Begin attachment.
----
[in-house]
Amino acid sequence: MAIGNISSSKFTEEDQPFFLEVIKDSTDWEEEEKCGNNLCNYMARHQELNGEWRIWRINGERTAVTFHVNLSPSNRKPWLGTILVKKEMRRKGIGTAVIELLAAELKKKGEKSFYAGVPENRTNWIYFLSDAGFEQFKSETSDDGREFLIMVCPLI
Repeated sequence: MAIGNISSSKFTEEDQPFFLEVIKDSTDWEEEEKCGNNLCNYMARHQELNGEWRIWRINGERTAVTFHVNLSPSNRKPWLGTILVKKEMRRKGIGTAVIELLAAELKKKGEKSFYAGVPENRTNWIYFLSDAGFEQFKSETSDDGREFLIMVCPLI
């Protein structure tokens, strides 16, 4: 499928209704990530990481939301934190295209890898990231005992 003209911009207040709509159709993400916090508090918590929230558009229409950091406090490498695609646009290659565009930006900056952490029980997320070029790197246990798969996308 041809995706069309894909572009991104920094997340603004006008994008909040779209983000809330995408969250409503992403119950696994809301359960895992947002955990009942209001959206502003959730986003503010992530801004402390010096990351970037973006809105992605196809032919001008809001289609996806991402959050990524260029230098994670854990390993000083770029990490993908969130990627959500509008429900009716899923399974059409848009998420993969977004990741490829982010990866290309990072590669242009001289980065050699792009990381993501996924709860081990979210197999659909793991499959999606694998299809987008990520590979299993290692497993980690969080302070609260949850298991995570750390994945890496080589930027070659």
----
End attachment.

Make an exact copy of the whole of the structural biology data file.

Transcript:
[in-house]
Amino acid sequence: MAIGNISSSKFTEEDQPFFLEVIKDSTDWEEEEKCGNNLCNYMARHQELNGEWRIWRINGERTAVTFHVNLSPSNRKPWLGTILVKKEMRRKGIGTAVIELLAAELKKKGEKSFYAGVPENRTNWIYFLSDAGFEQFKSETSDDGREFLIMVCPLI
Repeated sequence: MAIGNISSSKFTEEDQPFFLEVIKDSTDWEEEEKCGNNLCNYMARHQELNGEWRIWRINGERTAVTFHVNLSPSNRKPWLGTILVKKEMRRKGIGTAVIELLAAELKKKGEKSFYAGVPENRTNWIYFLSDAGFEQFKSETSDDGREFLIMVCPLI
């Protein structure tokens, strides 16, 4: 499928209704990530990481939301934190295209890898990231005992 003209911009207040709509159709993400916090508090918590929230558009229409950091406090490498695609646009290659565009930006900056952490029980997320070029790197246990798969996308 041809995706069309894909572009991104920094997340603004006008994008909040779209983000809330995408969250409503992403119950696994809301359960895992947002955990009942209001959206502003959730986003503010992530801004402390010096990351970037973006809105992605196809032919001008809001289609996806991402959050990524260029230098994670854990390993000083770029990490993908969130990627959500509008429900009716899923399974059409848009998420993969977004990741490829982010990866290309990072590669242009001289980065050699792009990381993501996924709860081990979210197999659909793991499959999606694998299809987008990520590979299993290692497993980690969080302070609260949850298991995570750390994945890496080589930027070659």